Huskies are a fantastic breed of dog. Most people know they are high-energy, playful goofs who want to run and run and run! However, most people don’t realize they are also avid and skillful diggers.
The Husky paw is perfectly designed to dig. They have naturally webbed toes, tough pads, and tough nails that allow easy movement over snow and ice. This design also makes for excellent digging skills.
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Is There A Way To Stop My Husky From Digging
To stop your Husky from digging up your yard, you must understand why it is digging. Digging is a natural behavior for all dog breeds, and they do it for a reason. If you know why they are doing it, it will be easier to distract them from digging and leaving your yard like a mine zone. Many people create digging pits for their Huskies, encouraging them to dig in that area only.
Why Do Huskies Dig
Huskies, as well as other dog breeds, dig for several reasons. Digging is a natural activity for dogs, as it is a hangover from their wild ancestors.
- To bury food
- To find water
- To create a cool place to lay down
- To create a warm den to shelter in
- To relieve boredom and anxiety
- To release excess energy
- To get to insects and other animals underground
- They enjoy digging
- To escape their enclosure
How Can I Encourage My Husky Not To Dig
All is not lost, it is possible to reduce the damage of digging in your garden, but it will take time and close supervision.
We made the mistake of leaving our Husky girl unsupervised in the garden, and she ended up digging up a fully grown palm tree! We filled the holes with soil, bricks, and large stones, but she dug around them, and we had to get the tree cut down.
We created an area for her to dig and directed her to this area whenever she started digging elsewhere in the garden.
Many people make a digging pit for their Huskies filled with sand or soil. You can encourage digging in the selected area by hiding toys or treats in the sand or soil. However, you must keep a close eye on your Husky and redirect them when they start to dig elsewhere. Some Huskies just enjoy digging, so having somewhere for an outlet for this activity is a good idea.
Your Husky may dig to find water or create a cool resting area in warm weather. You can resolve this by having a paddling pool of water in your yard and a shady spot for your Husky to rest.
To stop your Husky from trying to dig a warm den in colder weather, it might be worthwhile to have a kennel in your yard.
The best way to deter your Husky from digging because of excess energy, boredom, or anxiety is to ensure they are well exercised daily. Huskies are a working breed and need appropriate exercise to meet their needs. A large yard or garden is no substitute for a hike, run, or long walk. Huskies also require a lot of interaction from humans and other dogs; they are a very social breed. Having some toys in the garden can also help relieve boredom.
My Husky has an active life; we are out every day walking, running, and swimming. However, when she is lying in the garden resting, she has been known to bite a chunk of soil out of the grass. She sensed something underground and decided to investigate. The only way to get around this is to eliminate any underground pests. I replace the sod of grass and redirect her with a treat, toy, or chew. In my opinion, having bugs in the ground helps the soil.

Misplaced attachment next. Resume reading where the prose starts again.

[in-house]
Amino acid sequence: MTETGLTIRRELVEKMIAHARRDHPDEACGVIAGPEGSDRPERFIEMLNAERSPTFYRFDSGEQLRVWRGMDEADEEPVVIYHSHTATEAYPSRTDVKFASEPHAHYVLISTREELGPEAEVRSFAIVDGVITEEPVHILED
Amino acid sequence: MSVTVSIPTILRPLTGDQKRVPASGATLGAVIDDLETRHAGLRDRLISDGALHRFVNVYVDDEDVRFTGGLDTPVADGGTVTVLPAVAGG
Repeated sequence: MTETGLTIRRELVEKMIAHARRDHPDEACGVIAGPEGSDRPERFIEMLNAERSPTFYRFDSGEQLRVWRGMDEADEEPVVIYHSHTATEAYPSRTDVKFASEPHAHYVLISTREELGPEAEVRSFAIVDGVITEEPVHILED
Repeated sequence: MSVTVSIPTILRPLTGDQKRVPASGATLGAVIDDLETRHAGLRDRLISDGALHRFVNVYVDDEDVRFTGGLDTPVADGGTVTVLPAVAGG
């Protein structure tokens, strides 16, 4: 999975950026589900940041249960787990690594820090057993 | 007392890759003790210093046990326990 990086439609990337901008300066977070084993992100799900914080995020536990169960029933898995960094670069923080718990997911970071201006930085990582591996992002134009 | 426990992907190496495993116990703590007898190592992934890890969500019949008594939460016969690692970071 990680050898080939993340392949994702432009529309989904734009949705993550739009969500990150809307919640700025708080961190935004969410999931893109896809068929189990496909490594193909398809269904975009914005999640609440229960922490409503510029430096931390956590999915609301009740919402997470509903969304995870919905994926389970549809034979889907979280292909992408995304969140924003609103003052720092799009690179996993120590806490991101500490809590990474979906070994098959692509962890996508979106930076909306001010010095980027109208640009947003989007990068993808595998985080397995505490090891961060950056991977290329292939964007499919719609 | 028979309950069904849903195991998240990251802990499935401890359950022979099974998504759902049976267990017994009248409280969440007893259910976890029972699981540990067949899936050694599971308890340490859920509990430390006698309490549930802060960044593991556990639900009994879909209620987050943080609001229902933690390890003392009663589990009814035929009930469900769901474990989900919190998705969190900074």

The escape artist Husky who will try to dig their way to freedom is trying to get out for a reason. Unfortunately, some need is not being met, and they have decided to take matters into their own hands, so to speak.
It’s a good idea to ask yourself why your Husky is trying to escape. Have they had enough exercise? Are they neutered, or are they trying to mate? Are you spending enough time with your Husky, or is your Husky looking for mental stimulation and attention from other dogs?
It is a good idea to have the fencing underground so that your Husky cannot dig under the fence. Chicken wire underground beneath the fence is a deterrent.
Will A Husky Dig Under A Fence
A Husky who wants to escape will dig under a fence to go off on an adventure of their own. So again, the best way to reduce the risk of escaping is to ensure that your Husky has had enough physical and mental stimulation. A well-exercised Husky who has enough mental stimulation is a content Husky. This is an intelligent breed that needs to use its brains and muscles.
How Can I Stop My Husky Digging Under My Fence
Having a fence around your yard or garden is a must when you have a Husky. However, if you have an escape artist prone to tunneling under your fence, you will have to extend your fence underground. Extending chicken wire underground from your fence is more cost-effective to deter digging.
However, you cannot beat a good hike, bike run, a long sniffy walk, or a play with another dog to release some of that Husky energy. Sniffy walks and playing with another dog is a great way to work the brain and body. Playing with another dog also meets the need to be social and should reduce the need for your Husky to escape for their adventure.
Final Word On Husky Digging Antics
When my Husky Luna was younger, she was an avid digger. It was treacherous walking across our garden because you would fall down a Luna Pit, and we lost a tree! The digging was our fault as we weren’t consistently redirecting her to her digging area as she would be in the garden while doing something else.
We got on top of the digging by meeting Luna’s needs. We extended and varied her exercise routine, allowed more dog interactions, and upped her training. We would take Luna to the beach and the sand dunes, and she would dig there. A content Husky is less likely to dig up your yard or garden. And a content Husky given appropriate outlets for digging is less likely to destroy your garden.
We hope you found this article helpful.